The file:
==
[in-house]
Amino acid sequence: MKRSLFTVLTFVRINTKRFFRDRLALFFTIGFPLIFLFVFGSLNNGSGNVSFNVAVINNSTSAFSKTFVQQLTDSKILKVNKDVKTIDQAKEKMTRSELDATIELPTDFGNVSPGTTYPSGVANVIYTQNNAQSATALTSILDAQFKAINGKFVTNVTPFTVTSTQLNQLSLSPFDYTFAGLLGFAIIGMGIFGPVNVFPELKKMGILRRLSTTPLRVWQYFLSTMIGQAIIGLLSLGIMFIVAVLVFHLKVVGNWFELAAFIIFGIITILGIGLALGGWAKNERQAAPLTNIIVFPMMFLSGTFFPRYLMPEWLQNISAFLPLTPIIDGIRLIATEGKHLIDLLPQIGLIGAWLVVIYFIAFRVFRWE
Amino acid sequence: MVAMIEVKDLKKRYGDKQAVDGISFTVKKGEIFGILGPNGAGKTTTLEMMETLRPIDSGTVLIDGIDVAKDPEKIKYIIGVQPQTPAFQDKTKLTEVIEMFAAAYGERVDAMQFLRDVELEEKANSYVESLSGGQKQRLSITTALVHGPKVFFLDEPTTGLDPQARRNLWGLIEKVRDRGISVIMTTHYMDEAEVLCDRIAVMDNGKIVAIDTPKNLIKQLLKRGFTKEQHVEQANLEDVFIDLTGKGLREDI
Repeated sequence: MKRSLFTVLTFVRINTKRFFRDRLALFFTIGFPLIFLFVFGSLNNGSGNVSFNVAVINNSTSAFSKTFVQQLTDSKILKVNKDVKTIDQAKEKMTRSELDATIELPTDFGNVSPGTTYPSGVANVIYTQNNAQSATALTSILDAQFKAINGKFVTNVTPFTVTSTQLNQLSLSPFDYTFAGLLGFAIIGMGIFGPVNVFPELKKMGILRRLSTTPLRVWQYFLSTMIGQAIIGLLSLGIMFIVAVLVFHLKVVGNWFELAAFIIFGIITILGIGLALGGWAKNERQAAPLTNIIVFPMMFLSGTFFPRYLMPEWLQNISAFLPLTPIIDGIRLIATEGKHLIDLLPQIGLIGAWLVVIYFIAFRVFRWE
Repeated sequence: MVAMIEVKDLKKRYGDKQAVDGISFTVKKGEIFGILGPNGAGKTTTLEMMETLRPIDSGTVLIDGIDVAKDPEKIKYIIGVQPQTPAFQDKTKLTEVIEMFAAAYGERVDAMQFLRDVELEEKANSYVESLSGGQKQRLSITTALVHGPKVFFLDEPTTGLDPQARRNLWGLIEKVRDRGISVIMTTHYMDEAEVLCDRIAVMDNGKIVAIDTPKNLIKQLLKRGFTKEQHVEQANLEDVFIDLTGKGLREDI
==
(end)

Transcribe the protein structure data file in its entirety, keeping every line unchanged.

[in-house]
Amino acid sequence: MKRSLFTVLTFVRINTKRFFRDRLALFFTIGFPLIFLFVFGSLNNGSGNVSFNVAVINNSTSAFSKTFVQQLTDSKILKVNKDVKTIDQAKEKMTRSELDATIELPTDFGNVSPGTTYPSGVANVIYTQNNAQSATALTSILDAQFKAINGKFVTNVTPFTVTSTQLNQLSLSPFDYTFAGLLGFAIIGMGIFGPVNVFPELKKMGILRRLSTTPLRVWQYFLSTMIGQAIIGLLSLGIMFIVAVLVFHLKVVGNWFELAAFIIFGIITILGIGLALGGWAKNERQAAPLTNIIVFPMMFLSGTFFPRYLMPEWLQNISAFLPLTPIIDGIRLIATEGKHLIDLLPQIGLIGAWLVVIYFIAFRVFRWE
Amino acid sequence: MVAMIEVKDLKKRYGDKQAVDGISFTVKKGEIFGILGPNGAGKTTTLEMMETLRPIDSGTVLIDGIDVAKDPEKIKYIIGVQPQTPAFQDKTKLTEVIEMFAAAYGERVDAMQFLRDVELEEKANSYVESLSGGQKQRLSITTALVHGPKVFFLDEPTTGLDPQARRNLWGLIEKVRDRGISVIMTTHYMDEAEVLCDRIAVMDNGKIVAIDTPKNLIKQLLKRGFTKEQHVEQANLEDVFIDLTGKGLREDI
Repeated sequence: MKRSLFTVLTFVRINTKRFFRDRLALFFTIGFPLIFLFVFGSLNNGSGNVSFNVAVINNSTSAFSKTFVQQLTDSKILKVNKDVKTIDQAKEKMTRSELDATIELPTDFGNVSPGTTYPSGVANVIYTQNNAQSATALTSILDAQFKAINGKFVTNVTPFTVTSTQLNQLSLSPFDYTFAGLLGFAIIGMGIFGPVNVFPELKKMGILRRLSTTPLRVWQYFLSTMIGQAIIGLLSLGIMFIVAVLVFHLKVVGNWFELAAFIIFGIITILGIGLALGGWAKNERQAAPLTNIIVFPMMFLSGTFFPRYLMPEWLQNISAFLPLTPIIDGIRLIATEGKHLIDLLPQIGLIGAWLVVIYFIAFRVFRWE
Repeated sequence: MVAMIEVKDLKKRYGDKQAVDGISFTVKKGEIFGILGPNGAGKTTTLEMMETLRPIDSGTVLIDGIDVAKDPEKIKYIIGVQPQTPAFQDKTKLTEVIEMFAAAYGERVDAMQFLRDVELEEKANSYVESLSGGQKQRLSITTALVHGPKVFFLDEPTTGLDPQARRNLWGLIEKVRDRGISVIMTTHYMDEAEVLCDRIAVMDNGKIVAIDTPKNLIKQLLKRGFTKEQHVEQANLEDVFIDLTGKGLREDI